Love of learning
“A good teacher can inspire hope, ignite the imagination, and instil the love of learning.” – Brad Henry.
Teachers are often as curious as are their students. They need to be, to keep lessons fresh and inspire learning in the classroom. This also applies to have an entrepreneurial mind – people who start their own businesses know that continuous learning is one of the keys to success. Above and beyond teaching or business, as Vivek Wadhwa wrote in his Washington Post article, “The love of learning is the key to success in the jobless future.”
“Life’s most urgent question is, ‘What are you doing for others?’” – Martin Luther King, Jr.
“If your actions inspire others to dream more, learn more, do more and become more, you are a leader.” – President John Quincy Adams
Both teachers and entrepreneurs can have a significant impact on the lives of people. In fact, successful business people often site teachers and mentors as the reason for their achievements. As a teacher, you are there to serve your students and likewise, a great entrepreneur is always looking for better ways to assist their customers through improved products and services.
“Edupreneurs are game-changing innovators who are bursting with education technology ideas and creativity.” – Robyn D. Shulman
As teacher and writer, Robyn D. Shulman says in the Huffington Post, “Effective classroom teachers make some of the best startup leaders or colleagues because their traits run parallel to entrepreneurs. If an educator finds something to believe in, that passion can yield great results.”
In other words, teachers very often have such love for something they branch out into another field, while still teaching – this is the rise of the “edupreneur”.
A teacher’s life is not only about educating students. There’s the hierarchy of other people they interact with – from staff to parents. So, a good educator knows how to communicate well with all different types of people.
This is an invaluable skill for an entrepreneur too as startups are all about getting the right people on board and making sure suppliers and customers are constantly updated. Plus, starting a business means you’re dealing with a full spectrum of different people – from lawyers to bankers to builders!
“The basic economic resource – the means of production – is no longer capital, nor natural resources, nor labour. It is and will be knowledge.” – Peter Drucker
“Know-why is often more important than know-how as it allows you to be creative – to fall back on principles – to re-invent your know-how.” – David Gurteen
The best teachers make learning accessible through storytelling and demonstrating – sharing knowledge rather than dictating facts. Great entrepreneurs build big businesses on their knowledge sharing skills too. In the words of Hannah Price, “Collective knowledge of a company can be enormous; however, it has limited value unless the knowledge is shared.”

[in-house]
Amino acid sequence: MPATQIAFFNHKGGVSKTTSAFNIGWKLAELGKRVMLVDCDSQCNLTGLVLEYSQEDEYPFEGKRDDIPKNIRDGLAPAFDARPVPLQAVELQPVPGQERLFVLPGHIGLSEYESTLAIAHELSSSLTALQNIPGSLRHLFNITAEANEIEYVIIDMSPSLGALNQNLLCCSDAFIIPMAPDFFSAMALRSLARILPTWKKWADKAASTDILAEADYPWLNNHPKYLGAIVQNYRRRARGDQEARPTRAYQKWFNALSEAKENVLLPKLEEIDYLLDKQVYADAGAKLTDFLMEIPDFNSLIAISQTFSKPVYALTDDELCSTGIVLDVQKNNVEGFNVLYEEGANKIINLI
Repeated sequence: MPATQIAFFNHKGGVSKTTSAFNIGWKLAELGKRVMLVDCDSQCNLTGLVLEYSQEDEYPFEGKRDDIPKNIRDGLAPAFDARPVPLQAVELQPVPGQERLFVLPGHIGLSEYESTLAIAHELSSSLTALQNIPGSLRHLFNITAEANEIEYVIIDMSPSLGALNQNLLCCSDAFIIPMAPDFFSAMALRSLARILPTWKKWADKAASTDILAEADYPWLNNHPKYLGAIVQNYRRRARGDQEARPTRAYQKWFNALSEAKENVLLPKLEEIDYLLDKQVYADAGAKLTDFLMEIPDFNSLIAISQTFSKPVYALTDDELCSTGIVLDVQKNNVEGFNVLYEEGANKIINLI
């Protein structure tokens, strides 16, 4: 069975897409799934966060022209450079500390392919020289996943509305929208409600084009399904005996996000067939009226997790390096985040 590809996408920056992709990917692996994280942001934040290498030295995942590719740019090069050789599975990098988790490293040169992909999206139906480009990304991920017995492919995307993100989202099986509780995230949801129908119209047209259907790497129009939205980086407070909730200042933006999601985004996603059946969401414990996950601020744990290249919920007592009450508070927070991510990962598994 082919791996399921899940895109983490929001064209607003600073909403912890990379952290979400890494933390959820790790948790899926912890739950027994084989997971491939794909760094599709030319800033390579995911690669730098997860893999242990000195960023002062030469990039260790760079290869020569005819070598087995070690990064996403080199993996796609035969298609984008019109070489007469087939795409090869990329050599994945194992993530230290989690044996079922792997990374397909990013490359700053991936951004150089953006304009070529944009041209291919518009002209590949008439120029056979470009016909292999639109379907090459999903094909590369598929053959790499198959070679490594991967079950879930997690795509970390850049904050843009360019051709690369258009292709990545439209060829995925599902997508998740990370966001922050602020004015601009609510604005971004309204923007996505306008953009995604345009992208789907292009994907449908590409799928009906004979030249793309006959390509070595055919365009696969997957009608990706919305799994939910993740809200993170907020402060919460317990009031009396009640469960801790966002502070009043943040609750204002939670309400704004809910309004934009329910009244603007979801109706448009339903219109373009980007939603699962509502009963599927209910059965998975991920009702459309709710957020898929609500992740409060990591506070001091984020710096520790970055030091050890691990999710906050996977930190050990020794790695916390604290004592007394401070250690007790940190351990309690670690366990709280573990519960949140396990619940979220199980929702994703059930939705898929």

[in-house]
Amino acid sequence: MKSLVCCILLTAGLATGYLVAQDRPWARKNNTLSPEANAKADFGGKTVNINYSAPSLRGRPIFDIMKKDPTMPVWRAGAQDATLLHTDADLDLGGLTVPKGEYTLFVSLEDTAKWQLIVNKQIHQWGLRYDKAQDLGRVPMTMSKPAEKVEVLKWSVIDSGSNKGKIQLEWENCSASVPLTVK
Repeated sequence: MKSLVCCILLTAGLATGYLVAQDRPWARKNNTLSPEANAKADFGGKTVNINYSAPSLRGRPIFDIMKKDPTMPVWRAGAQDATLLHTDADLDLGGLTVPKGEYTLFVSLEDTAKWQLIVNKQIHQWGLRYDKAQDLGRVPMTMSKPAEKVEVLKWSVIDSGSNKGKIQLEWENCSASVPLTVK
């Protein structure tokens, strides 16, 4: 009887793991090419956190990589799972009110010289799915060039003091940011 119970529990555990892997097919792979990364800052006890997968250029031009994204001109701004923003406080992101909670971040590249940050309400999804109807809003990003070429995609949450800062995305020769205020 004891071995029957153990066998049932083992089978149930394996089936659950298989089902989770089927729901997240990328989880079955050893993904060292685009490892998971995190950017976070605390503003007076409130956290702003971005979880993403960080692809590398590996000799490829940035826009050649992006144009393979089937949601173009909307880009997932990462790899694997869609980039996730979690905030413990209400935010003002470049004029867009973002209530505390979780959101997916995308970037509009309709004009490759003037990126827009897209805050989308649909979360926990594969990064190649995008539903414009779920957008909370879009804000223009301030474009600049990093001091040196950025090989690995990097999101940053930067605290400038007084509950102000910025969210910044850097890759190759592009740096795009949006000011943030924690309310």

“If your only tool is a hammer then every problem looks like a nail.” – Abraham Maslow
“Too often we give our children answers to remember rather than problems to solve.” – Roger Lewin
Some key problem-solving skills include: Active listening, analysis, research, creativity, communication, dependability, decision making and team-building. Some of which are on this list, all of which are needed to be a good teacher or great entrepreneur.
The best problem solvers are able to give an analysis of a situation and put a creative spin on it. Thus seeking new ways of looking at the issue –this is invaluable in both the classroom and the boardroom.
“Any sufficiently advanced technology is indistinguishable from magic.” – Arthur C. Clarke
Modern educators are advocates of 21st-century learning. As education technology (edtech) continues to grow and be incorporated into classrooms, good teachers are tech-savvy – inhabiting the world of technology the same way their students do.
In the entrepreneurial world, the business owner needs to know what technology his customer uses, to reach them on any of the latest omnichannel sales touchpoints.
“An important key to self-confidence is preparation.” – Arthur Ashe
It takes self-confidence to be an inspiring teacher – using all the skills on this list and educating while changing students lives. In much the same way, self-belief is at the core of being a great entrepreneur.
We’re not saying all teachers and business owners are born confident, but passion and preparation go a long way towards building confidence. Both educators and business owners are challenged daily and need to believe deeply in what they’re doing – even in the face of failure or rejection.
“I’m on a mission to disrupt and shape education.” – Kirsten Winkler
“Most of the important things in the world have been accomplished by people who have kept on trying when there seemed to be no hope at all.” – Dale Carnegie
The world of education is an area where disruption is predicted on a large scale. As we become more connected online, there’s no reason why the very notion of schools and classrooms shouldn’t need to be relooked. Disruptive teachers will lead the way in the same way as disruptive entrepreneurs have reshaped the world in the last decade (think Amazon, Airbnb and Uber).
“Fun is one of the most important — and underrated — ingredients in any successful venture.” – Richard Branson
Any fun-loving teacher or entrepreneur will have a better time than those “white-knuckling” their way through their business strategy. Easier said than done to laugh things off, but seeing the bright side, the irony, the sheer Murphy’s Law in some situations and looking at the big picture can help.